Outposts

Outdoors, action, adventure

« Previous Post | Outposts Home | Next Post »

Whale hunts by Japan: Is the tide finally turning against them?

January 8, 2009 |  9:15 am

Greenpeace activists try to prevent a Japanese vessel from whaling in Antarctica's Southern Ocean Whale Sanctuary in 1999.

While walking into a Whole Foods market recently, I was greeted by two Greenpeace recruiters, and we talked about Japanese whaling in the Antarctic and clashes between whalers and the Sea Shepherd Conservation Society.

I asked why Greenpeace did not send a boat to the region this season and was told it's because Australia and New Zealand, which do not approve of disruptive tactics by the two groups, had announced it would not respond to any emergency arising from the clashes.

In an e-mail, John Hocevar, campaign manager for Greenpeace USA, did not confirm this. He replied: "We are focusing our pressure where it can have the most impact, on the decision makers in Tokyo."

Hocevar noted that two Japanese-based Greenpeace activists were jailed and facing prison sentences of up to 10 years for their roles "in blowing the whistle on illegal whale meat smuggling."

In May, Greenpeace posted its version of the story on its website:

"Greenpeace Japan used undercover investigators and the testimony of informers to expose that large amounts of prime cut whale meat were being smuggled from the whaling ship Nisshin Maru disguised as personal baggage, labeled "cardboard" or "salted stuff" and addressed to the private homes of crewmembers.

"Greenpeace activists Junichi Sato and Toru Suzuki intercepted one box out of four sent to one address, discovered it contained whale meat valued at up to $3,000, and took it to the Tokyo public prosecutor."

The two were subsequently arrested and charged with stealing whale meat. Greenpeace considers them political prisoners.

A Greenpeace activist is arrested during a protest at St. Kitts, the site of a 2006 International Whaling Commission conference.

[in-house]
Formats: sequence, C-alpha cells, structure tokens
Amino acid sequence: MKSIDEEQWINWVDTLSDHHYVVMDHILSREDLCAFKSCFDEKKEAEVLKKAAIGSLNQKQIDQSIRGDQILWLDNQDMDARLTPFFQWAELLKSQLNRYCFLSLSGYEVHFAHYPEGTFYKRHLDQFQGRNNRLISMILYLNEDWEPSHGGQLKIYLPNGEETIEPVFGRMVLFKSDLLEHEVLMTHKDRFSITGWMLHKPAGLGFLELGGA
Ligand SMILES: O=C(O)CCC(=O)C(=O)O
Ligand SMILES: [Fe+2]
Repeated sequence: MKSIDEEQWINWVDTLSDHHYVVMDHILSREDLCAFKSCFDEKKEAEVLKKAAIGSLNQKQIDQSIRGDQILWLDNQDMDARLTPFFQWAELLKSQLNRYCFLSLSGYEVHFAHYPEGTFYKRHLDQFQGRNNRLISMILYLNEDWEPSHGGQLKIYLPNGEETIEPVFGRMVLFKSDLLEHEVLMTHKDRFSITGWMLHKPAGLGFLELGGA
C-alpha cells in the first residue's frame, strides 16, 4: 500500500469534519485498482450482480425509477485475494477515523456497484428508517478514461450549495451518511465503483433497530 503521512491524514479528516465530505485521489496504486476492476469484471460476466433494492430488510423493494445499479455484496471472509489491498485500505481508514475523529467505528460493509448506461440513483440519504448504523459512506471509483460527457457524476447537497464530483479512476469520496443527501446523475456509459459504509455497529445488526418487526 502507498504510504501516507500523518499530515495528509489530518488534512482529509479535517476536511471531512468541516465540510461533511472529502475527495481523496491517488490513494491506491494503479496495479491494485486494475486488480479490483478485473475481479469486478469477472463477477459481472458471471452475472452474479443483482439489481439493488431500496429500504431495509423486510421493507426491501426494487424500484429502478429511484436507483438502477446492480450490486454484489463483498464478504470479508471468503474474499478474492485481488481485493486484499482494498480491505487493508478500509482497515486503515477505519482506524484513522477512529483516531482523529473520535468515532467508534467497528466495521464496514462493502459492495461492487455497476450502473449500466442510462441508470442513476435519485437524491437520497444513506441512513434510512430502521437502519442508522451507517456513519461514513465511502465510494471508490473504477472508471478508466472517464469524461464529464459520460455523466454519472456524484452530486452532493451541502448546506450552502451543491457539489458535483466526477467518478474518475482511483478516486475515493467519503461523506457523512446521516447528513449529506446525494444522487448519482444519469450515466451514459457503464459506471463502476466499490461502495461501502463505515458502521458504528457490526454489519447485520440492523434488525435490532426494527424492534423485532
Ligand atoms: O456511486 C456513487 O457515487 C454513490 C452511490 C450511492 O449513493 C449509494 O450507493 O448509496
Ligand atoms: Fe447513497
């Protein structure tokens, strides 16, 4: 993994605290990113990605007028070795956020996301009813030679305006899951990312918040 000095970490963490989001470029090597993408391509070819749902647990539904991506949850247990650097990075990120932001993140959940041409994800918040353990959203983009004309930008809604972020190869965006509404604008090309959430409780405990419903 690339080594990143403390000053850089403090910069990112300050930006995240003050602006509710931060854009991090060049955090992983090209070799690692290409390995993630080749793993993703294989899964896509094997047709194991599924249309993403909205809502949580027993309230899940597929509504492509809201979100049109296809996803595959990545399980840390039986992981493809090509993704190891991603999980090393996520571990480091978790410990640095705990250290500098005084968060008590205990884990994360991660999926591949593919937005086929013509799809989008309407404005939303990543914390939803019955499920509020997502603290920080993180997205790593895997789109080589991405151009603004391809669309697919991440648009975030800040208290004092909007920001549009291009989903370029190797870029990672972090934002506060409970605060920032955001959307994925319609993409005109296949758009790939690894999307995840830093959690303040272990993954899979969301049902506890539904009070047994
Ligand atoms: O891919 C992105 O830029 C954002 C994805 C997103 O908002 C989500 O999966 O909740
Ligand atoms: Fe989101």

Said a hopeful Hocevar: "There are several indications that the tide is turning. The scandal over the whale meat smuggling and the success of the campaign in Japan made it necessary for the whalers to hire non-Japanese crew for the first time this season.

"Kyodo Senpaku, the entity set up by the Fisheries Agency of Japan to run their whaling operation, announced that they will be closing their flagship whale meat restaurant for economic reasons.

"The Oriental Bluebird, which the whaling fleet has long used to refuel and offload whale meat in the Southern Ocean, was stripped of its Panamanian flag and fined. And fewer and fewer Japanese are eating whale meat, or in favor of whaling in the Southern Ocean. Commercial whaling is a dying industry, and we are doing all we can to speed along its demise."

Despite all this, Greenpeace was sharply criticized by  the Sea Shepherd for not sending a ship to help harass the whalers. On Tuesday, the Sea Shepherd's flagship vessel, Steve Irwin, was engaged in a search for a whaler who fell overboard and was presumed lost at sea.

--Pete Thomas

Photos: Greenpeace activists try to prevent a Japanese vessel from whaling in Antarctica's Southern Ocean Whale Sanctuary in 1999 (top photo). Credit: Agence France-Presse / Getty Images. In second photo, a Greenpeace activist is arrested during a protest at St. Kitts, the site of a 2006 International Whaling Commission conference. Credit: Associated Press

Comments 

Advertisement










Video